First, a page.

22:2 "Amorites" This refers to the defeated Canaanite tribes on the eastern side of the Jordan, located between Moab and Ammon. The Macmillan Bible Atlas is very helpful in geography and topology. See SPECIAL TOPIC: AMORITES.

22:3 Israel's large numbers caused "fear" among

  1. Egypt ‒ Exod. 1:9-10
  2. Edom ‒ Exod. 15:15
  3. Moab ‒ Exod. 15:15; Num. 22:5-6,11
  4. note Rahab's statement in Josh. 2:9-11
  5. kings on Jordan's west side ‒ Josh. 5:1


22:4 "the elders of Midian" This nomadic tribal group was widely spread over Arabia and the Sinai peninsula. Jethro, Moses' father-in-law was of this tribal group. Here, it refers to a tribal group that lived in Moab.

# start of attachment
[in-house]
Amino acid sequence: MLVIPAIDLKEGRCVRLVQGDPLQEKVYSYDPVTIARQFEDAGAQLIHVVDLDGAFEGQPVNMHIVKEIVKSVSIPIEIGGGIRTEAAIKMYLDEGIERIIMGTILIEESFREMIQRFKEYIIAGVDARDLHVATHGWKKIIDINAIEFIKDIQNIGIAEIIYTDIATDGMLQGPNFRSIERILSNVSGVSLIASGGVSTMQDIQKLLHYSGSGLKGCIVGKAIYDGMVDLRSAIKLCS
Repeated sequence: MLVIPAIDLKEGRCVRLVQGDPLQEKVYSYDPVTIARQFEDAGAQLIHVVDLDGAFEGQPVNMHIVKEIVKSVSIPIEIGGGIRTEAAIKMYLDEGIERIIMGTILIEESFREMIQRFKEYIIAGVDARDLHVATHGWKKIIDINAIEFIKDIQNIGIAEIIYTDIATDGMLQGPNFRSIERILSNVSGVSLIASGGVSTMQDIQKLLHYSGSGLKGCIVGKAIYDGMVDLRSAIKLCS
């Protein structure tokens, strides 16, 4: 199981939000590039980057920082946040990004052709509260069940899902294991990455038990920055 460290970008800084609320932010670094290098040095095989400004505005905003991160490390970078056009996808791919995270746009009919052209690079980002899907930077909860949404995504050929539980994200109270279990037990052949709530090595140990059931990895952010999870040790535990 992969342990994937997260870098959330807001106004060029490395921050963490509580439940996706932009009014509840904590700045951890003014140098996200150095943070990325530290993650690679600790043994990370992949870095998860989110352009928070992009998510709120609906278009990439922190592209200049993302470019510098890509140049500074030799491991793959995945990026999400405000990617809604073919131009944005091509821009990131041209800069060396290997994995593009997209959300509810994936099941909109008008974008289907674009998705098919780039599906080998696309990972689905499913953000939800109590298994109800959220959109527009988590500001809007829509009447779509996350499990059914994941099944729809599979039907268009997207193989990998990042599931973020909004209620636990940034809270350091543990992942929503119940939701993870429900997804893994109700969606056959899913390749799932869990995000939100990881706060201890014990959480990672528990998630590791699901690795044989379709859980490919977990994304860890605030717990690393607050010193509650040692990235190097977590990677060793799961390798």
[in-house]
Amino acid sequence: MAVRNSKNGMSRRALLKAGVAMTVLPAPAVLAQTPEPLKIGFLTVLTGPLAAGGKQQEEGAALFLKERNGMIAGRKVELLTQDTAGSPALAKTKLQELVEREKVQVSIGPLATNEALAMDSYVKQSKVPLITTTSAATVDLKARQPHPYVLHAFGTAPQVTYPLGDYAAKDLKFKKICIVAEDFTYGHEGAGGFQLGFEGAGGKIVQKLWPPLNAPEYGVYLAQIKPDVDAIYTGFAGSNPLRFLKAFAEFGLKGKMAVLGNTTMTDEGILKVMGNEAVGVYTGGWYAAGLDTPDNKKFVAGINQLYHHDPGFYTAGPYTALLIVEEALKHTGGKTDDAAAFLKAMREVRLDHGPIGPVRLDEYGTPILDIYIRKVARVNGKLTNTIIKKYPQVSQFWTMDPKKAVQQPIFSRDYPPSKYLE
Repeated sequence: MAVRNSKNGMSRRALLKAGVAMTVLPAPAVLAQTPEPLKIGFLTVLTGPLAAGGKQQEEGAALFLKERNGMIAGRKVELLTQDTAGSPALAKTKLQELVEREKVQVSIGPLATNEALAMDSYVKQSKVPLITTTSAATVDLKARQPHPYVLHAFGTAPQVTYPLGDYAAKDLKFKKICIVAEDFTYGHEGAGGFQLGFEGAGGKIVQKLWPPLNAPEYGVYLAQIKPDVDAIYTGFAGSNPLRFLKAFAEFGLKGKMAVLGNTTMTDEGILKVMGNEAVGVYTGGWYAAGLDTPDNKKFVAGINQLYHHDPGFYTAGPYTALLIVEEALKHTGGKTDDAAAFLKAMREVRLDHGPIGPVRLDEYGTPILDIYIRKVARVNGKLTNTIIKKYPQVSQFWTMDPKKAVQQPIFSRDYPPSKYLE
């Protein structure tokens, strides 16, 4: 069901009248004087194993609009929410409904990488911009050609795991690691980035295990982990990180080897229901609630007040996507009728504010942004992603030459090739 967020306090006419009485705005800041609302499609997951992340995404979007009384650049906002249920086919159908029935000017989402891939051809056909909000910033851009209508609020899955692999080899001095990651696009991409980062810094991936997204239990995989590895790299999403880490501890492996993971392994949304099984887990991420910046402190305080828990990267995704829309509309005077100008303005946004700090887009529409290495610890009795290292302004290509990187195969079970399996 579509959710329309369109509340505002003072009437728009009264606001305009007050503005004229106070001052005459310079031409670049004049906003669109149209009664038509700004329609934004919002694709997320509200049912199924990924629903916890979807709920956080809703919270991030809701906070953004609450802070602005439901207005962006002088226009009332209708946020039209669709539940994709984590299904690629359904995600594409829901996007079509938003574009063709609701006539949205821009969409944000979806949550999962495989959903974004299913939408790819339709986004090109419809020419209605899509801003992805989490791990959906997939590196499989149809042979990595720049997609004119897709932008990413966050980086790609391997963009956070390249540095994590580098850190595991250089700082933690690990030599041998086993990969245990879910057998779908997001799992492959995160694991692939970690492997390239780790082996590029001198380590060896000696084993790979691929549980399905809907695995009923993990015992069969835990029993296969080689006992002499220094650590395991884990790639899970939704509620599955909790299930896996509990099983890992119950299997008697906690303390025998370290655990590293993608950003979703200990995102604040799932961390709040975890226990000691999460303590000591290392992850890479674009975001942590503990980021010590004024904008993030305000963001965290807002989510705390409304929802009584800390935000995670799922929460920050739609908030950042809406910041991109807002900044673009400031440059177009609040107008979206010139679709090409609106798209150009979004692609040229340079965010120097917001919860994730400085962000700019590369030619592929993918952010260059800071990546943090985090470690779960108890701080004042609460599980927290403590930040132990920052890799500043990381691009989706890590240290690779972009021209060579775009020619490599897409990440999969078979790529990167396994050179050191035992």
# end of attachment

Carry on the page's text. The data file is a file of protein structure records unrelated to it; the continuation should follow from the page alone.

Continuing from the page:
This name is used of different people/places in the OT.

  1. a child of Abraham by Keturah sent away to the east (cf. Gen. 25:1-6; 1 Chr. 1:32)
  2. a group of traders associated with the Ishmaelites (cf. Gen. 37:25-36)
  3. some part of the Sinai peninsula where Moses fled (Exodus 2-4; esp. 3:1-2)
  4. somewhere in the southern trans-Jordan area (1 Kgs. 11:18)
  5. in Num. 22:4,7, its leaders are associated with Moab's leaders
  6. enemies of Gideon in Judges (cf. Judges 6-8)
  7. their five kings are listed in Jos. 13:21, which implies a city-state society, like the Philistines in the southern trans-Jordan area south to the eastern Gulf of Aqaba area

▣ "will lick up. . .licks up" This VERB (BDB 535, KB 525, Piel) is used in three metaphorical ways.

  1. consume all the produce of the land (literal) or imagery for military defeat, as here
  2. action of YHWH in 1 Kgs. 18:38 to prove He is real in comparison to Ba'al